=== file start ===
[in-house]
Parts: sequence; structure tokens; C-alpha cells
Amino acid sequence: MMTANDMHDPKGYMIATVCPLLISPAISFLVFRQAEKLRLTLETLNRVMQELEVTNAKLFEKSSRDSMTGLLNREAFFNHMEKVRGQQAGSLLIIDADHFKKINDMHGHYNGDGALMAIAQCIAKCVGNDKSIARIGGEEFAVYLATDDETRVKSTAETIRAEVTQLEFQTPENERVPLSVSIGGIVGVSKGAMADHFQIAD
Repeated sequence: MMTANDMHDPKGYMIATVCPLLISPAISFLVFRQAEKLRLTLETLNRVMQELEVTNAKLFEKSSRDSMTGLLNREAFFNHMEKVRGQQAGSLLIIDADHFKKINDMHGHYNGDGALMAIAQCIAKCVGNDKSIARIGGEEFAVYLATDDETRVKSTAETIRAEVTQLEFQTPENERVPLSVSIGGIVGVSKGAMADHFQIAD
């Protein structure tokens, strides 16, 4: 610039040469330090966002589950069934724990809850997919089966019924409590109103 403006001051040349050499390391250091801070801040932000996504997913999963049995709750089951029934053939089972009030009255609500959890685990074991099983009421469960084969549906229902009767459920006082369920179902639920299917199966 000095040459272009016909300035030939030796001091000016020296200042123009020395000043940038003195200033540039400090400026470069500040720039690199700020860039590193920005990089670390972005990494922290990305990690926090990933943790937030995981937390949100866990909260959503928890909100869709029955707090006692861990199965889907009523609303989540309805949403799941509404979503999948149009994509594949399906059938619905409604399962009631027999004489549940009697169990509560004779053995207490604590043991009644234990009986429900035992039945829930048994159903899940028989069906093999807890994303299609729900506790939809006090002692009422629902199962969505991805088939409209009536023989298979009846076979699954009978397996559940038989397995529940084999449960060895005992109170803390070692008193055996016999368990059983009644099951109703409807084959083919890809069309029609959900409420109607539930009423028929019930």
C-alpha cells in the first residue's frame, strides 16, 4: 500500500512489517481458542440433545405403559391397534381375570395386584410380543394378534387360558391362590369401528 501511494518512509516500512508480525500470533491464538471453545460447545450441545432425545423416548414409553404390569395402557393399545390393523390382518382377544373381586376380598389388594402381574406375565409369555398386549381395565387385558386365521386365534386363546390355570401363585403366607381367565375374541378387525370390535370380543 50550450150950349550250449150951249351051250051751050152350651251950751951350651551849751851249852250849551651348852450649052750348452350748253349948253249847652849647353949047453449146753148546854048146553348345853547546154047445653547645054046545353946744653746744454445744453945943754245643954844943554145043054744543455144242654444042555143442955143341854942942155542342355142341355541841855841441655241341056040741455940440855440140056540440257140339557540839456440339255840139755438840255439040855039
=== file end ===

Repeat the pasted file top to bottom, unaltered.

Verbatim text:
[in-house]
Parts: sequence; structure tokens; C-alpha cells
Amino acid sequence: MMTANDMHDPKGYMIATVCPLLISPAISFLVFRQAEKLRLTLETLNRVMQELEVTNAKLFEKSSRDSMTGLLNREAFFNHMEKVRGQQAGSLLIIDADHFKKINDMHGHYNGDGALMAIAQCIAKCVGNDKSIARIGGEEFAVYLATDDETRVKSTAETIRAEVTQLEFQTPENERVPLSVSIGGIVGVSKGAMADHFQIAD
Repeated sequence: MMTANDMHDPKGYMIATVCPLLISPAISFLVFRQAEKLRLTLETLNRVMQELEVTNAKLFEKSSRDSMTGLLNREAFFNHMEKVRGQQAGSLLIIDADHFKKINDMHGHYNGDGALMAIAQCIAKCVGNDKSIARIGGEEFAVYLATDDETRVKSTAETIRAEVTQLEFQTPENERVPLSVSIGGIVGVSKGAMADHFQIAD
């Protein structure tokens, strides 16, 4: 610039040469330090966002589950069934724990809850997919089966019924409590109103 403006001051040349050499390391250091801070801040932000996504997913999963049995709750089951029934053939089972009030009255609500959890685990074991099983009421469960084969549906229902009767459920006082369920179902639920299917199966 000095040459272009016909300035030939030796001091000016020296200042123009020395000043940038003195200033540039400090400026470069500040720039690199700020860039590193920005990089670390972005990494922290990305990690926090990933943790937030995981937390949100866990909260959503928890909100869709029955707090006692861990199965889907009523609303989540309805949403799941509404979503999948149009994509594949399906059938619905409604399962009631027999004489549940009697169990509560004779053995207490604590043991009644234990009986429900035992039945829930048994159903899940028989069906093999807890994303299609729900506790939809006090002692009422629902199962969505991805088939409209009536023989298979009846076979699954009978397996559940038989397995529940084999449960060895005992109170803390070692008193055996016999368990059983009644099951109703409807084959083919890809069309029609959900409420109607539930009423028929019930």
C-alpha cells in the first residue's frame, strides 16, 4: 500500500512489517481458542440433545405403559391397534381375570395386584410380543394378534387360558391362590369401528 501511494518512509516500512508480525500470533491464538471453545460447545450441545432425545423416548414409553404390569395402557393399545390393523390382518382377544373381586376380598389388594402381574406375565409369555398386549381395565387385558386365521386365534386363546390355570401363585403366607381367565375374541378387525370390535370380543 50550450150950349550250449150951249351051250051751050152350651251950751951350651551849751851249852250849551651348852450649052750348452350748253349948253249847652849647353949047453449146753148546854048146553348345853547546154047445653547645054046545353946744653746744454445744453945943754245643954844943554145043054744543455144242654444042555143442955143341854942942155542342355142341355541841855841441655241341056040741455940440855440140056540440257140339557540839456440339255840139755438840255439040855039